Santalum pyrularium

leaf Main Plant Information





Hawaiian Names with Diacritics

  • Lāʻau ʻala
  • Wahie ʻala
  • ʻAoa
  • ʻAʻahi
  • ʻIliahi

Hawaiian Names

  • Aahi
  • Aoa
  • Iliahi
  • Laau ala
  • Wahie ala

Common Names

  • Kauaʻi forest sandalwood
  • Kauaʻi sandalwood
  • Sandalwood


  • Santalum freycinetianum var. pyrularim
  • Santalum majus
  • Santalum pyrularium var. sphaerolithos

leaf Plant Characteristics

Distribution Status


Endangered Species Status

No Status

Plant Form / Growth Habit

  • Shrub
  • Tree

Mature Size, Height (in feet)

  • Shrub, Small, 2 to 6
  • Shrub, Medium, 6 to 10
  • Shrub, Tall, Greater than 10
  • Tree, Dwarf, Less than 15
  • Tree, Small, 15 to 30
  • Tree, Medium, 30 to 50

Mature Size, Width

Typically with a 10-20+ foot canopy width with a maximum of a 30 ft. or more.

Life Span

Long lived (Greater than 5 years)

Landscape Uses

  • Accent
  • Hedges
  • Screening
  • Specimen Plant

Additional Landscape Use Information

These beautiful trees entwined with an ugly past certainly deserve to grace our gardens and landscapes. ʻIliahi may not always be the easiest of native plants to germinate from seeds, but once they reach outplanting stage they require very little attention. It is important to plant out our native sandalwoods with host plants, such as ʻaʻaliʻi, koa, koaiʻa, lama, alaheʻe, ʻōhiʻa, māmaki, ʻūlei, koʻokoʻolau, or naio. It has been suggested to use a number of different species as hosts to ensure that ʻiliahi will be provided with enough nutrients and water from a variety of sources. Too, ʻiliahi are not choosy about host plants. The health of ʻiliahi is tied to the health of the neighboring plants.

Like other ʻiliahi, this species does best planted out to a permanent site when young rather than remaining in a pot. [Michael DeMotta, National Tropical Botanical Garden]

Source of Fragrance

  • Flowers
  • Wood

Plant Produces Flowers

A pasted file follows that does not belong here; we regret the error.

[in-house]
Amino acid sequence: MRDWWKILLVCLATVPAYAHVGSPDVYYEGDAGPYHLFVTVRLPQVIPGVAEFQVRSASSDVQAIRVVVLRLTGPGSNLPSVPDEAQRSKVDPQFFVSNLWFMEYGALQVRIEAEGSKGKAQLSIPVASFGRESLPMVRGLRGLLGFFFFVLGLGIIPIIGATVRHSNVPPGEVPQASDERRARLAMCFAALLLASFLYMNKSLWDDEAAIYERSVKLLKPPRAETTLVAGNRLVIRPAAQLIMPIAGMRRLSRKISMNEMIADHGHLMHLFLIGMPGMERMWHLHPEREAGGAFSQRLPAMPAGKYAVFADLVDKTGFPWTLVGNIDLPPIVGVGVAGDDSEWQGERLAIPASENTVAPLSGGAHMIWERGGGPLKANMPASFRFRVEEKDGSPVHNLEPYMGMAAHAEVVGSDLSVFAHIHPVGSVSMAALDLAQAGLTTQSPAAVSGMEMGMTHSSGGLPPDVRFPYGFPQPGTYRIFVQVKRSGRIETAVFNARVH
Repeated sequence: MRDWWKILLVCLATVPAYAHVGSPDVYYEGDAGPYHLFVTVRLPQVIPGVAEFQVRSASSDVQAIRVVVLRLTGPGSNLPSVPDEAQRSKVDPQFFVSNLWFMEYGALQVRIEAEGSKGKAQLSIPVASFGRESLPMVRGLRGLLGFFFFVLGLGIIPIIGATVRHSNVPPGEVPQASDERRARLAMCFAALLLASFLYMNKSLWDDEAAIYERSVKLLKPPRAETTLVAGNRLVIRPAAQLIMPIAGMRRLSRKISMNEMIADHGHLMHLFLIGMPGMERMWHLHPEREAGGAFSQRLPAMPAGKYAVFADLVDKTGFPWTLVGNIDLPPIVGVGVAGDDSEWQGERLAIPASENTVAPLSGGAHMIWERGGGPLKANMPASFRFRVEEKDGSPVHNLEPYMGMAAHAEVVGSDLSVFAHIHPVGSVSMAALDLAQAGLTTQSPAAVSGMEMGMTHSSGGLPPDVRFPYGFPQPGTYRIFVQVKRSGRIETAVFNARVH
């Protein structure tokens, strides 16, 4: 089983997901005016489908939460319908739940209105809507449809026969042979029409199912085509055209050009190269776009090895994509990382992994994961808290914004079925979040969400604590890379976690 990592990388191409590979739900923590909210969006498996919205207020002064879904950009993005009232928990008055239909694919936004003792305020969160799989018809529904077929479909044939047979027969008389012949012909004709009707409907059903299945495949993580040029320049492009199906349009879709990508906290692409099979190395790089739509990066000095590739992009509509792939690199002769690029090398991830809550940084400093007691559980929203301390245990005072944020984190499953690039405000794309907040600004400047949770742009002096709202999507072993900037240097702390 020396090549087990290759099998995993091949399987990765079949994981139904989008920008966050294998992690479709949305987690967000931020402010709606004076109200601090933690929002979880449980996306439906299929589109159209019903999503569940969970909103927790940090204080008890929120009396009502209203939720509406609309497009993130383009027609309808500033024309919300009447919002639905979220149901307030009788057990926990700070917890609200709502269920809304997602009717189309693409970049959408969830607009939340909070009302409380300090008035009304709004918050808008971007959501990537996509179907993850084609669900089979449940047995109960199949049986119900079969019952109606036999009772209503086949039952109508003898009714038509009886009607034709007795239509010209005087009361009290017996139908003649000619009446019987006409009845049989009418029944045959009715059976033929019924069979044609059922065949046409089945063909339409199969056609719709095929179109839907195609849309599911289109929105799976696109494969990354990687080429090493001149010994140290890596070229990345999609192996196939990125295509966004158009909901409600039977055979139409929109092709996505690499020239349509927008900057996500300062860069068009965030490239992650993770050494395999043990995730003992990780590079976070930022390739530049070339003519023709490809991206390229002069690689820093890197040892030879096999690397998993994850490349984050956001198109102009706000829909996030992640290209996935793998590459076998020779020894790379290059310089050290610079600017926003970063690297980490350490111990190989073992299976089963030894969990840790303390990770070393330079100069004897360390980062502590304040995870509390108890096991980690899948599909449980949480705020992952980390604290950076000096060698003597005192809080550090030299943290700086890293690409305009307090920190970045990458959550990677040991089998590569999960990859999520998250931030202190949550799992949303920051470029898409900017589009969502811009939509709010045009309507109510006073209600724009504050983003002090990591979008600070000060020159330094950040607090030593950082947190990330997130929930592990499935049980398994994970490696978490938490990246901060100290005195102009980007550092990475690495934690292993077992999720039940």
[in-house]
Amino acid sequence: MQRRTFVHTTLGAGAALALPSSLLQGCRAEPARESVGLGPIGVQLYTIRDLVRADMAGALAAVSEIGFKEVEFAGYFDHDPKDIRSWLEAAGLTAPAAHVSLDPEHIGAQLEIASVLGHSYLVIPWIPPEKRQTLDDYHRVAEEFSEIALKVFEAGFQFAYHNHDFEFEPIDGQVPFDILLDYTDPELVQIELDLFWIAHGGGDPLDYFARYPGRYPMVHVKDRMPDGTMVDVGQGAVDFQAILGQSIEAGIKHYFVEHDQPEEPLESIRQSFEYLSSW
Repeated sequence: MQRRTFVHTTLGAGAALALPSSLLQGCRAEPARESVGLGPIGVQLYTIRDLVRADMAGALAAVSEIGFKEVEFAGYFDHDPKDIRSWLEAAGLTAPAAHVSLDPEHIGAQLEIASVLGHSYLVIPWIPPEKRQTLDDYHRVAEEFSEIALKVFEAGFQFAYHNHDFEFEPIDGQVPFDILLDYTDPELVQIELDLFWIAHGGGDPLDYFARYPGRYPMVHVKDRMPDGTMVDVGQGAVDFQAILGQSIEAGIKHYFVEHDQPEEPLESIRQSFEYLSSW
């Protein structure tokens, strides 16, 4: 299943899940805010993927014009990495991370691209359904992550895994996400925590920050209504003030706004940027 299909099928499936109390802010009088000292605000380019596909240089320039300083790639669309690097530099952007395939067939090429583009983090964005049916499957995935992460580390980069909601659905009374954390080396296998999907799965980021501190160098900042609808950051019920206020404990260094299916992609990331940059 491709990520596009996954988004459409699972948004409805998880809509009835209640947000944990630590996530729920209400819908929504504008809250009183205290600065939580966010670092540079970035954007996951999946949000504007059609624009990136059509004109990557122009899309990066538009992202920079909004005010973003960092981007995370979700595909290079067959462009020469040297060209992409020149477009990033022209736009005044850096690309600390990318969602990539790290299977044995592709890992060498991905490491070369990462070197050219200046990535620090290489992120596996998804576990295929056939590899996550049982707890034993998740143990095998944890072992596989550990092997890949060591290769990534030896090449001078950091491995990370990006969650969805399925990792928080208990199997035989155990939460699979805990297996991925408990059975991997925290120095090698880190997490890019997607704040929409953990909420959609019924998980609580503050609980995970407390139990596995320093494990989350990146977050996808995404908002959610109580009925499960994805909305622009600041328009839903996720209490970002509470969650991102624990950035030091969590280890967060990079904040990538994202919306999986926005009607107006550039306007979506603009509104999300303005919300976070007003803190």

leaf Flower Characteristics

Flower Type

Not Showy

Flower Colors

  • Cream
  • Purple
  • Red

Additional Flower Color Information

Flower color ranges from cream to purple throughout, with greenish-purple interior, or greenish-white turning red with age. [11]

leaf Leaf Characteristics

Plant texture

  • Medium

Additional Plant Texture Information

The leaves of this species do not appear wilted as with some others, such as S. freycinetianum.

Leaf Colors

  • Dark Green
  • Medium Green

leaf Pests and Diseases

leaf Growth Requirements

Water Requirements

No data available.

Light Conditions

No data available.

leaf Environmental Information

Natural Range

  • Kauaʻi

Natural Zones (Elevation in feet, Rainfall in inches)

  • 150 to 1000, 0 to 50 (Dry)
  • 150 to 1000, 50 to 100 (Mesic)
  • 150 to 1000, Greater than 100 (Wet)
  • 1000 to 1999, 0 to 50 (Dry)
  • 1000 to 1999, 50 to 100 (Mesic)
  • 1000 to 1999, Greater than 100 (Wet)
  • 2000 to 2999, 0 to 50 (Dry)
  • 2000 to 2999, 50 to 100 (Mesic)
  • 2000 to 2999, Greater than 100 (Wet)
  • 3000 to 3999, 0 to 50 (Dry)
  • 3000 to 3999, 50 to 100 (Mesic)
  • 3000 to 3999, Greater than 100 (Wet)
  • 4000 to 4999, 0 to 50 (Dry)
  • 4000 to 4999, 50 to 100 (Mesic)
  • 4000 to 4999, Greater than 100 (Wet)


  • Terrestrial

Additional Habitat Information

Santalum pyrularium is endemic to the island of Kauaʻi in mesic to wet forests and range from about 820 to over 3,100 feet in elevation.

leaf Special Features and Information

General Information

ʻIliahi and ʻiliahialoʻe belong to the Sandalwood family or Santalaceae which comprises about 1,000 species worldwide and includes several species endemic to the Hawaiian Islands in the genera Santalum, Exocarpus and Korthalsella.

Santalum pyrularium was recently given a species rank. It was formerly known as Santalum freycinetianum var. pyrularium. [11]

Currently there are six endemic species in the Hawaiian Archipelago. [11]


The generic name Santalum is derived from santalon, the Greek name for sandalwood.

The specific epithet pyrularium is derived from the Latin pyrularia, pear-shaped, referring to the pear (Pyrus spp.) shaped fruits of this plant.

Hawaiian Names:

Lāʻau ʻala lietrally means "sweet wood" or "fragrant wood."

Background Information

ʻIliahi and ʻiliahialoʻe are hemiparasitic, which means they derive some nutrients from their host but are not totally dependent on them as are other native plants such as mistletoe or hulumoa (Korthalsella spp.), kaunaʻoa (Cuscuta sandwichiana), and kaunaʻoa pehu (Cassytha filiformis)--all of which are parasitic. [7]

ʻIliahi can and do hybridize with the East Indian, or white, sandalwood (Santalum album), an introduced species also grown in Hawaiʻi. [1]

The Sandalwood Trade Story: